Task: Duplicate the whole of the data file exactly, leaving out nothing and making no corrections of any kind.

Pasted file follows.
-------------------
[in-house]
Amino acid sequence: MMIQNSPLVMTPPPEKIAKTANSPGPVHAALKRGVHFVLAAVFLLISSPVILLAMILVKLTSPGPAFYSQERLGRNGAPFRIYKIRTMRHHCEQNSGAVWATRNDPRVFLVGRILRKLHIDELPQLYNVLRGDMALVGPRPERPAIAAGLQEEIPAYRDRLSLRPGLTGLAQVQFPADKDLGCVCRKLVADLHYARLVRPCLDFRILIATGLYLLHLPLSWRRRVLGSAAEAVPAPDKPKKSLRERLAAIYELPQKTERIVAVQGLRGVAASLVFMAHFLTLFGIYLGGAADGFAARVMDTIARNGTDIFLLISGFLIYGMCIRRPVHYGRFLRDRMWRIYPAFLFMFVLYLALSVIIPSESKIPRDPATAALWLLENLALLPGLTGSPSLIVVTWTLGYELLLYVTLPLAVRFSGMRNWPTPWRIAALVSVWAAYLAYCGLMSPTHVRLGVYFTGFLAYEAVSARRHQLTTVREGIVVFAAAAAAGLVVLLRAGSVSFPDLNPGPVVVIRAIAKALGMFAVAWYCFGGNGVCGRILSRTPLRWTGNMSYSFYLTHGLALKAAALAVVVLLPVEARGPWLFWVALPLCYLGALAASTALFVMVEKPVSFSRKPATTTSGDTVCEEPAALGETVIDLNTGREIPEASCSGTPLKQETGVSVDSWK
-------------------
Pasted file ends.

[in-house]
Amino acid sequence: MMIQNSPLVMTPPPEKIAKTANSPGPVHAALKRGVHFVLAAVFLLISSPVILLAMILVKLTSPGPAFYSQERLGRNGAPFRIYKIRTMRHHCEQNSGAVWATRNDPRVFLVGRILRKLHIDELPQLYNVLRGDMALVGPRPERPAIAAGLQEEIPAYRDRLSLRPGLTGLAQVQFPADKDLGCVCRKLVADLHYARLVRPCLDFRILIATGLYLLHLPLSWRRRVLGSAAEAVPAPDKPKKSLRERLAAIYELPQKTERIVAVQGLRGVAASLVFMAHFLTLFGIYLGGAADGFAARVMDTIARNGTDIFLLISGFLIYGMCIRRPVHYGRFLRDRMWRIYPAFLFMFVLYLALSVIIPSESKIPRDPATAALWLLENLALLPGLTGSPSLIVVTWTLGYELLLYVTLPLAVRFSGMRNWPTPWRIAALVSVWAAYLAYCGLMSPTHVRLGVYFTGFLAYEAVSARRHQLTTVREGIVVFAAAAAAGLVVLLRAGSVSFPDLNPGPVVVIRAIAKALGMFAVAWYCFGGNGVCGRILSRTPLRWTGNMSYSFYLTHGLALKAAALAVVVLLPVEARGPWLFWVALPLCYLGALAASTALFVMVEKPVSFSRKPATTTSGDTVCEEPAALGETVIDLNTGREIPEASCSGTPLKQETGVSVDSWK